A petition is now in the hands of the B and C committee signed by a large number of people advocating elimination of the grade crossing.  There are at present two possible plans being considered and other sought.

          The first guns in the definite campaign to remove the crossing were fired two weeks ago when a committee was appointed by the B and C Associations composed of H. M. Buckman, Ellwood B. Chapman, R. Chester Spencer, Frank N. Smith, F. M. Scheibley, Louis C. Emmons, and N. O. Pittenger.  This committee met with Edward B. Temple, chief engineer of the Pennsylvania Railroad, and Paul Freedley, chairman of the highway committee of Swarthmore Borough, in an effort to arrive at the most acceptable plan, with the purpose of presenting the matter to the Public Service Commission for action.

          The appointment of a committee tonight would be followed by an immediate joint meeting with the B and C committee, the two groups making a combined effort to get the support of the P. R. R., the County and the State Highway Department enlisted in the appeal to the Public Service Commission.

          Entire unanimity among all in Swarthmore exists as to the wisdom of removing the crossing.  More engineering study will be necessary before a solution satisfactory to all is found.


Friday, May 31, 2024

Delco's Poor 100 years ago, Much Improved !! "History Mystery" will appear on Sunday!!


The County Poor House in Lima about 1920 this building stood at what is now "Fair Acres" in Middletown Twp. The county had just purchased a large farm next to the home and was planning to expand. Read the article below, times were much different 100 years ago.

NOTE: A special THANKS to Lisa Kingsley a long time friend. She started scanning and copying my history scrap books and is doing a great job!!!.I was very surprised when I was asked if I still bought and collected  Delco. pictures booklets etc. The person had some stuff for sale. I'm still actively collecting Delaware County history items no matter what, Books, pictures etc.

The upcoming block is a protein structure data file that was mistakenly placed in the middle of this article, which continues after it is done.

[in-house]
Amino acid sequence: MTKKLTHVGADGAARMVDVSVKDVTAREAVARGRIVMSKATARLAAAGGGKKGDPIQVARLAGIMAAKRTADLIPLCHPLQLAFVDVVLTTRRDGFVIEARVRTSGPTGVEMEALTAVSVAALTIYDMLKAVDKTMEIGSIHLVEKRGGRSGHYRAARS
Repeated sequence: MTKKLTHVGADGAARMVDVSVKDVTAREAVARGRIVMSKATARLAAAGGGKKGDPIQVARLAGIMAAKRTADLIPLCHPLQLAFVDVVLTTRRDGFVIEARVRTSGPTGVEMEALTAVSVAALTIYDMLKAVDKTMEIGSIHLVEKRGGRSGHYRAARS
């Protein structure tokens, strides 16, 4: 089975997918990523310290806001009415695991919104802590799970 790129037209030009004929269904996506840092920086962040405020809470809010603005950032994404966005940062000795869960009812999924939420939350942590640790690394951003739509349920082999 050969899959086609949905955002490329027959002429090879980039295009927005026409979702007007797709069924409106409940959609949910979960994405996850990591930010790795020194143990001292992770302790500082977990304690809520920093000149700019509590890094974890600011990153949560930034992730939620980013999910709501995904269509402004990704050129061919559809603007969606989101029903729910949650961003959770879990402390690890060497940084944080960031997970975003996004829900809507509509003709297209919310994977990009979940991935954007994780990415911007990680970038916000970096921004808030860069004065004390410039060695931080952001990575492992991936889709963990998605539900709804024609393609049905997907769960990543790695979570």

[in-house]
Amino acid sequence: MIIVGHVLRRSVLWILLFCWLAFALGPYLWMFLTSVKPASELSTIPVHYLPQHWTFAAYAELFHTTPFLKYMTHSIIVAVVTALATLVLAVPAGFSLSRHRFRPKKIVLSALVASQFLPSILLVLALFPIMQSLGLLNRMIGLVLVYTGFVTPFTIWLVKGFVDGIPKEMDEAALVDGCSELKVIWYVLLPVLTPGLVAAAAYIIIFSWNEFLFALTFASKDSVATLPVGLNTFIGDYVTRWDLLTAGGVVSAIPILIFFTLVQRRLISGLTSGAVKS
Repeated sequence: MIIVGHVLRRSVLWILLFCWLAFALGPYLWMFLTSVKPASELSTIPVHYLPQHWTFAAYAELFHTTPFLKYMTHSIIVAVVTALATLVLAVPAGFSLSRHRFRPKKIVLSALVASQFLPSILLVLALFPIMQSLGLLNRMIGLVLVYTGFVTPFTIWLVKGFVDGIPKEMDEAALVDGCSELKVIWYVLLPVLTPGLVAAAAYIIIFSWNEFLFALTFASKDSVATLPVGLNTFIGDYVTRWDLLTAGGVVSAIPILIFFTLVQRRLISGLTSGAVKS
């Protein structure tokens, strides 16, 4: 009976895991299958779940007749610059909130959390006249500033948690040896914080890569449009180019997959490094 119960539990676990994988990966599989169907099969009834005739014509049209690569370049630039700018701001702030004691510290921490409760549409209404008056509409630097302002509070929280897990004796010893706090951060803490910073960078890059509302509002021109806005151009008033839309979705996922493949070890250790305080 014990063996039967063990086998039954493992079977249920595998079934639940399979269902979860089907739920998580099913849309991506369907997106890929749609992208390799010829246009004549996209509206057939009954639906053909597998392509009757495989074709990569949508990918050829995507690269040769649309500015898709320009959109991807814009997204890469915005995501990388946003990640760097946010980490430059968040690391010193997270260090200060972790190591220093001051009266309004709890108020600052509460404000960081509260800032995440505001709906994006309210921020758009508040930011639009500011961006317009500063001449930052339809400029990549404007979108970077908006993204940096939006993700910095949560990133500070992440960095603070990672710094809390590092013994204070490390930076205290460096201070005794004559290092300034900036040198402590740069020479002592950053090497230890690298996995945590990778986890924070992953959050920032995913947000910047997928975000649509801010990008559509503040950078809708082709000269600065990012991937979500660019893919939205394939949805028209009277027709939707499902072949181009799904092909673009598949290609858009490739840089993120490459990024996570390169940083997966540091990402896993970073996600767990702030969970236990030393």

September 16, 1922


 Progressive Directors and Steward Adopt Up-to-Date Methods

               How many persons in Delaware County ever give any thought to the County Home at Lima; how it is conducted and generally managed by the directors of the poor and its steward; the cost of maintenance and the general welfare of the unfortunates who are perhaps spending their remaining days in the institution over he hills?

               For the benefit of the taxpayers who never give the County Home any thought, a Times’ representative made a visit to the institution for the purpose of getting first-hand information as to how the place is being conducted, to observe the condition of the buildings and property in general, and at the same time learn from the inmates how they are faring.

               The visit to the home was interesting, and the writer found many things of interest about the place, and he also conversed with the inmates, most all of them being happy under the circumstances, though some were found not so happy, but this was because they were ill,  or were unable to leave their cots.

               After a careful observation of the buildings, the farm and the manner in which the institution is managed, the writer had an interview with Mrs. W. Irwin Cheyney, James J. Skelly, director of the poor, and J. D. Pierson, the steward.

               It did not take long to ascertain that the time had arrived when old time methods of conducting a county home are obsolete; that the conditions of today demand more careful attention than ever; and that a constructive policy must be established, which will insure as near complete happiness and health for those who must spend their last days at the home, and that the present directors are doing this.

               The county home has two properties; the one on which the home and its buildings are situated, consisting of one hundred acres, and the Crooks’ farm of fifty acres which cost $18,000.  The directors settled for this property on Wednesday.  The purchase of the Crooks’ property was a fine piece of business strategy on the part of the directors.  The home will need more land in the near future and the land values are continually increasing, but aside from this reason, the property is needed for a very important necessity which will be referred to in this article.

               The main building of the county home, a stone structure was erected in 1856.  Originally the county home was located where the present beautiful high school building of Media is situated but when Media was incorporated as a borough in 1849, Media could no longer be the county home site.